The Triton Five is but the latest installment in GoldenEar’s Triton series, and it breaks new ground, filling in another gap in what is now a five-speaker lineup. These include the One , Two , and Three , which include built-in powered subwoofers in progressively shorter towers. The Seven , introduced in 2013, is a passive design, and the Five, also passive, respresent its big brother, with the intent of driving deeper bass and higher dynamics from a slightly taller cabinet. The Five certainly looks and feels more expensive than its moderate $999 each price point would lead you to expect. As with all the Tritons to date, it’s a lot of speaker for the money.
The Five’s front baffle features a D’Appolito array of two 6-inch woofers flanking GoldenEar’s High-Velocity Folded Ribbon (HVFR) planar magnetic tweeter. When you view the speaker from the side, it’s easy to see that its medium-density fiberboard cabinet is raked back a few degrees to better aim the three-driver array towards a seated listener. The cabinet’s non-parallel sides, and front and rear baffles, reduce internal standing waves. The Triton Five utilizes GoldenEar’s passive balanced crossover technology, which was initially developed for the Triton One. Sandy Gross told me the crossover uses polypropylene capacitors to enhance resolution capability. A single set of solid metal binding posts provides a secure grip on your speaker cables terminated with banana plugs, spades, or bare wires.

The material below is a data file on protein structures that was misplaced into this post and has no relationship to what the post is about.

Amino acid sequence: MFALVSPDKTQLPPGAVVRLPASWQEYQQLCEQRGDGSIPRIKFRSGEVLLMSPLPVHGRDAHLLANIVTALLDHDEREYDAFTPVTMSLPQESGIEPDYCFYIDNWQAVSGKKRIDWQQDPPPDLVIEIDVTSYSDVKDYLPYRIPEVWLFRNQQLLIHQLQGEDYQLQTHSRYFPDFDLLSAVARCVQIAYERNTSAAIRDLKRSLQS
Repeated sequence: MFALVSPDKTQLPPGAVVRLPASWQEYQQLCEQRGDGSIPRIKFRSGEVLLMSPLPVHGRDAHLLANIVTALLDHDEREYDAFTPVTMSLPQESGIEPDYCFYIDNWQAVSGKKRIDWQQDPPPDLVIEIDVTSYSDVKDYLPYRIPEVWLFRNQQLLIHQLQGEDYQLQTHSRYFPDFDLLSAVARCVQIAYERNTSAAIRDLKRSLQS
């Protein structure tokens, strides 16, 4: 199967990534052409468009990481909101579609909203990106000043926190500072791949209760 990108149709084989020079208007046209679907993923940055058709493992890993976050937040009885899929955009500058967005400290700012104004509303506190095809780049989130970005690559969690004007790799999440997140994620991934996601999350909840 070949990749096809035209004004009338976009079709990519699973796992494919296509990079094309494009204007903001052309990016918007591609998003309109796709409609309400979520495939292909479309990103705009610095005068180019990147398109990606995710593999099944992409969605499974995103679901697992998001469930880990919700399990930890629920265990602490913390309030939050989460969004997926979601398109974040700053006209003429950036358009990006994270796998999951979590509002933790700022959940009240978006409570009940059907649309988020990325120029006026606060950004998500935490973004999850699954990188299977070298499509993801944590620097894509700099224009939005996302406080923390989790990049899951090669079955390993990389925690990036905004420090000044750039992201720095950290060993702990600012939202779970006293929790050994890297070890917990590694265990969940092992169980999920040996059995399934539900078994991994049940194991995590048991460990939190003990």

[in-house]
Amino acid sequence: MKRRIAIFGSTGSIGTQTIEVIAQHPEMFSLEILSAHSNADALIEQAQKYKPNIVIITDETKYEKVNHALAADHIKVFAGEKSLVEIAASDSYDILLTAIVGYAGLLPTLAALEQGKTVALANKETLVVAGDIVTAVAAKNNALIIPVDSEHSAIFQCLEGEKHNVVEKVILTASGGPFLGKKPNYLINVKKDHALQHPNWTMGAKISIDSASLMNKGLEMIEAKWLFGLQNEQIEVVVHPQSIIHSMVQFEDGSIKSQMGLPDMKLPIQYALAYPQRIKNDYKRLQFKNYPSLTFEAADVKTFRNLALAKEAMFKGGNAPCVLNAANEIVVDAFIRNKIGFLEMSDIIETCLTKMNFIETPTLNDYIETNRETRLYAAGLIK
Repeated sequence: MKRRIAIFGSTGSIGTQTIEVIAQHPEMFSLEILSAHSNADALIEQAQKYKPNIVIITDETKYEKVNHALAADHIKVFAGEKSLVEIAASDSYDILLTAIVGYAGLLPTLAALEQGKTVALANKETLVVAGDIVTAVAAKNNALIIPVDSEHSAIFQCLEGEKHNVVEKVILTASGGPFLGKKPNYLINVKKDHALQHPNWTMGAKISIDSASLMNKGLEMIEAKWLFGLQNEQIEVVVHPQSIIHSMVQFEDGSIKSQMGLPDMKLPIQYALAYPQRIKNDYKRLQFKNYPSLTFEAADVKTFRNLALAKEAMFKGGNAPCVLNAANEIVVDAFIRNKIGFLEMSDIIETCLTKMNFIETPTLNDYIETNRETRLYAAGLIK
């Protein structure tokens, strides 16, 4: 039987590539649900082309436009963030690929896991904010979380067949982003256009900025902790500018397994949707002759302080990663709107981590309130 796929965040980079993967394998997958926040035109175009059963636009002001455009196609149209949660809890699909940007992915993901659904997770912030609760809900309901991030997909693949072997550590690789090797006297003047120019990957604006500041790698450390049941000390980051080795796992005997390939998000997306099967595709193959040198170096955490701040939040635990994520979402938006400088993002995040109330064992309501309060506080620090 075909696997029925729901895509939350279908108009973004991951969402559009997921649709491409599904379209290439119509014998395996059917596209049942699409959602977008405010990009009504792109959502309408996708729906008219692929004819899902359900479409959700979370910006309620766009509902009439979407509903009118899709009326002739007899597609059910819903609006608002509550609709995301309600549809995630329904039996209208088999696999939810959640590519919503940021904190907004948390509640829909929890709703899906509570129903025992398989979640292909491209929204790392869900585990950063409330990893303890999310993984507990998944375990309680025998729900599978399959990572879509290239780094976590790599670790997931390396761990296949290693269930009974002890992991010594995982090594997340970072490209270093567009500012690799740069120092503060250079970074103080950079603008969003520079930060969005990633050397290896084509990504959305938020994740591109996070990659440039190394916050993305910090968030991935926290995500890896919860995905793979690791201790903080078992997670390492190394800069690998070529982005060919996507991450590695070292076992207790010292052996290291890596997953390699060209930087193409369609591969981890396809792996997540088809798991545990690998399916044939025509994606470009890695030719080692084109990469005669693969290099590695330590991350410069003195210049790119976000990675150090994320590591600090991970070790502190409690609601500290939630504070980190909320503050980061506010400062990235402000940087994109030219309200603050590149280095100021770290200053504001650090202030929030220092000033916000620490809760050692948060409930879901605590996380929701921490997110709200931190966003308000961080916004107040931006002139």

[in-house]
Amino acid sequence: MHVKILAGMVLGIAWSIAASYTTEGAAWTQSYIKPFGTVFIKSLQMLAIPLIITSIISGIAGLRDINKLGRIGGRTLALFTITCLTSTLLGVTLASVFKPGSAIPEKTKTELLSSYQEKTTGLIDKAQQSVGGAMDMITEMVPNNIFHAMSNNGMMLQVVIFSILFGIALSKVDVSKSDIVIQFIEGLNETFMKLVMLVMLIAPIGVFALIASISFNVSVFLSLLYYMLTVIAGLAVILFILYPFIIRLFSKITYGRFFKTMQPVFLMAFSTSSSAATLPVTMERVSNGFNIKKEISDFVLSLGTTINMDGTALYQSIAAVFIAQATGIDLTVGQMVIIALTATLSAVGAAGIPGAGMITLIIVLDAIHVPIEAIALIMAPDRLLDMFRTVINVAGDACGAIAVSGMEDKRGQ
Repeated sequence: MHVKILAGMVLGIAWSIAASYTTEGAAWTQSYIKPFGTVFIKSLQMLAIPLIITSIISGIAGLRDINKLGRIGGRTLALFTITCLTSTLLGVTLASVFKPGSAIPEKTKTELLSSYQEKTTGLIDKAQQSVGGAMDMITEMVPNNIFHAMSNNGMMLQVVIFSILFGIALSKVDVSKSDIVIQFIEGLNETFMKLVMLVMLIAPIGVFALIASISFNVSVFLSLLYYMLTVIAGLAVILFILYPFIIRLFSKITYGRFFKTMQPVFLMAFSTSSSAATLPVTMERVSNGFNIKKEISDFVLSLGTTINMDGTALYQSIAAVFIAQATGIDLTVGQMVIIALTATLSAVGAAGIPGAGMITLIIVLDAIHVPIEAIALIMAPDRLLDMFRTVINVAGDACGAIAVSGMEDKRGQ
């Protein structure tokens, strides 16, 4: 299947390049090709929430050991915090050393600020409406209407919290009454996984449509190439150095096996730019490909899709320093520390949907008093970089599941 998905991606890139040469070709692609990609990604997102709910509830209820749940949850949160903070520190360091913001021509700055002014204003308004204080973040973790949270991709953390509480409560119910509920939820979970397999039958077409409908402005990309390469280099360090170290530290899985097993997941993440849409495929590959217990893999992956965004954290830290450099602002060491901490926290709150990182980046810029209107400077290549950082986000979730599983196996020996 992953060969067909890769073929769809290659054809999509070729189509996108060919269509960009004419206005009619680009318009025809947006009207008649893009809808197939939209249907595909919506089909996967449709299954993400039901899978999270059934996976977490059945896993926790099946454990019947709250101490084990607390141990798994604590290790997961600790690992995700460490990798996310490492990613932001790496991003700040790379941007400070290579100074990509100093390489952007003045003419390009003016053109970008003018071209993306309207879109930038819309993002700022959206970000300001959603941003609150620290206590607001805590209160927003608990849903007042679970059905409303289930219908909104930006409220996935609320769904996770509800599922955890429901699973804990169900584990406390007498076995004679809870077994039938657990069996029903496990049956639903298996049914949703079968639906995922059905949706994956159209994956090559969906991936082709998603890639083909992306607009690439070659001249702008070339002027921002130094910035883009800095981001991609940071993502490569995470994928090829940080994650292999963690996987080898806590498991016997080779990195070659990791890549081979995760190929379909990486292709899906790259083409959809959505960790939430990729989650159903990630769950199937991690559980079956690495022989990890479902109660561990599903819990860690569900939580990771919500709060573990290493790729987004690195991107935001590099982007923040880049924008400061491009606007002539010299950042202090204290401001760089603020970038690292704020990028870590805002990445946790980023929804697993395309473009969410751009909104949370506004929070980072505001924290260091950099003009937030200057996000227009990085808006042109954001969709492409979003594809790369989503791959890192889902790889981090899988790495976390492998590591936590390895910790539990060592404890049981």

The Triton Five’s HVFR tweeter is identical to the ones used in most GoldenEar speakers, including the flagship Triton One. The only exceptions are the soundbars and in-wall speakers, which are outfitted with similar but smaller HVFRs. The Five also features four 8-inch, side-mounted passive radiators (two on each side), which are located close to the floor to optimize bass coupling. GoldenEar’s drivers are all said to be proprietary designs for which GoldenEar designs the tooling.